March Pride Report

by: Jannie M.

An organization representing the LGBTQ Community of Hampton Roads


Speaker:  Louisa Strayhorn

    Louisa Strayhorn faced roadblocks due to race and for being a woman. “My life has been led by joy and peace. You make a decision on how you lead your life.”

    Ms. Strayhorn was the first and only African-American woman to be elected to the city Council and the first African-American woman to be named to the city’s Board of Education.

    She ran for City Council in the late 1990’s so she could be viewed as a person, not as an African-American object. “Seeing people as objects is an act of violence and it hurts like emotional abuse,” she said. When running for re-election, she said opponents generated lies about her including that she had been arrested for having sex in the back seat of her car. She noted that her car had no back seat.

   While serving on the board of education, she organized the female board members to vote as a unified block. She saw that there was no mention of African-American History in the public schools. Describing herself as “notorious,” she said she was the first to use the phrase “black children” during the meetings.

    She served for two years as the first African-American Director of the Virginia Department of Business Assistance under Gov. Timothy Kaine. Her role was to increase the role of minority and women-owned businesses in the state.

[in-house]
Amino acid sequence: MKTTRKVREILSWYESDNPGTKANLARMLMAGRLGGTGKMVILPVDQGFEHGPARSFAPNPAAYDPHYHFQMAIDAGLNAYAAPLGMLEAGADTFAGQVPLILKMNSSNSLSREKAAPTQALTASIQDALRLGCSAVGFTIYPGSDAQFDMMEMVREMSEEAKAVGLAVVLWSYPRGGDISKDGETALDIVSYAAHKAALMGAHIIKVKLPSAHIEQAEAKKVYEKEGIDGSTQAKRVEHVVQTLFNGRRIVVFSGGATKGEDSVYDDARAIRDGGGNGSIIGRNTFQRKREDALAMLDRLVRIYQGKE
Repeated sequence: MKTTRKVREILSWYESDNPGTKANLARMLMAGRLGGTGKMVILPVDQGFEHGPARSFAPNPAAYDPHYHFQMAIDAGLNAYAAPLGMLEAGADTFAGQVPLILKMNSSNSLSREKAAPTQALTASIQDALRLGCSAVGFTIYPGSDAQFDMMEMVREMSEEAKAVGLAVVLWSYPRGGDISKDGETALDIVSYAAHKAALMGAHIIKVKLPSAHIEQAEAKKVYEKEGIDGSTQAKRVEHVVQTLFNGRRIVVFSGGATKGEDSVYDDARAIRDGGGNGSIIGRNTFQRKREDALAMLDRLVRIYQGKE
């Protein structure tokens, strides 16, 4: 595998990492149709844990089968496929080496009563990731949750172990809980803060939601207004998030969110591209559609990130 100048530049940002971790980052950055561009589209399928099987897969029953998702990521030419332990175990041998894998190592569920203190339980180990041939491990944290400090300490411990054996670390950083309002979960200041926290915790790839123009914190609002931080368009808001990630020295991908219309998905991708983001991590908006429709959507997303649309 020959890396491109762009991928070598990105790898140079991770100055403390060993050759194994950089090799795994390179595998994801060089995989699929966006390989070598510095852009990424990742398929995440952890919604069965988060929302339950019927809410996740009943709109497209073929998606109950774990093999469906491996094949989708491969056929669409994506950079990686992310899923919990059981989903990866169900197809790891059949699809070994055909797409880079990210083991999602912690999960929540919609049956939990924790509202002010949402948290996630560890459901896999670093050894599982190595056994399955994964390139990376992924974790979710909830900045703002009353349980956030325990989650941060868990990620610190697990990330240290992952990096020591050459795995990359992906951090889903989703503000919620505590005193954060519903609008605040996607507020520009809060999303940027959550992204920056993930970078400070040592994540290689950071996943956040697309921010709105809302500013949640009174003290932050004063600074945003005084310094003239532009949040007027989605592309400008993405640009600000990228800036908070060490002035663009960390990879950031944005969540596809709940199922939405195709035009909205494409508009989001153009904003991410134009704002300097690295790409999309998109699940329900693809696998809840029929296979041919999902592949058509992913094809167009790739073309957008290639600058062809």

In 2008, she began LSA Consulting LLC which specializes in a holistic approach to business development by educating individuals on existing business barriers and hidden obstacles they will discover.

    Well known for her philanthropy, she developed the Positive Images program for at-risk youth while serving on the board of education. She also created the Minority Business Council and has presented many business education sessions to help minority and women business owners.

    After seeing hatred, she said that “a peace came over me because I have many ways to serve the public.”



  • Pride will launch a twice weekly “Portrait Series” on Facebook to highlight members of the LGBTQ community in order to give them a platform and a voice.
  • Two members of the “Teens With A Purpose- Queeriosity” group from a local high school performed strongly moving spoken word poems. One poem dealt with the emotional misconception that LGBTQ teens will end up in hell. “I am a human, not a gay, lesbian, trans….” The LGBTQ portion of that group will present examples of their work as a kickoff to Prideweek 2017 on June 11.
  • Pride will participate for the second year in Ocean View’s (Norfolk) March 18 St. Patrick’s Day Parade. Those who want to march should assemble on Evans St., off Tidewater Drive at 7 AM. Park at the Ocean View Elementary School and ride the shuttle bus to Evans St.
  • Pride is a partner with the Navy’s during its 100 year celebration.
  • The Norfolk Naval Shipyard has organized a LGBT Readiness Group, the first one on the East Coast.
  • The City of Portsmouth has named its first LGBT Police Liaison Officer. The City has asked Pride to co-sponsor its first LGBT Art Show in the city’s history.
  • In the 1990’s local cities wrote ordinances not allowing them to hire police officers based on their sexual orientation and gender identity. Times have changed in some cities, but Portsmouth, Chesapeake, and Suffolk still have this ordinance on their books.
  • The US Coast Guard Sector Hampton Roads has been named the Grand Marshall of Pridefest’s Boat Parade, the only Pridefest in the country that presents a boat parade. Local headquarters has asked to borrow Pride’s various displays on local LGBT history.
  • The Naro on Colley Ave. in Norfolk will present “Freedom To Marry” on Wed., March 29. Virginia Attorney General Mark Herring will be a member of the discussion panel.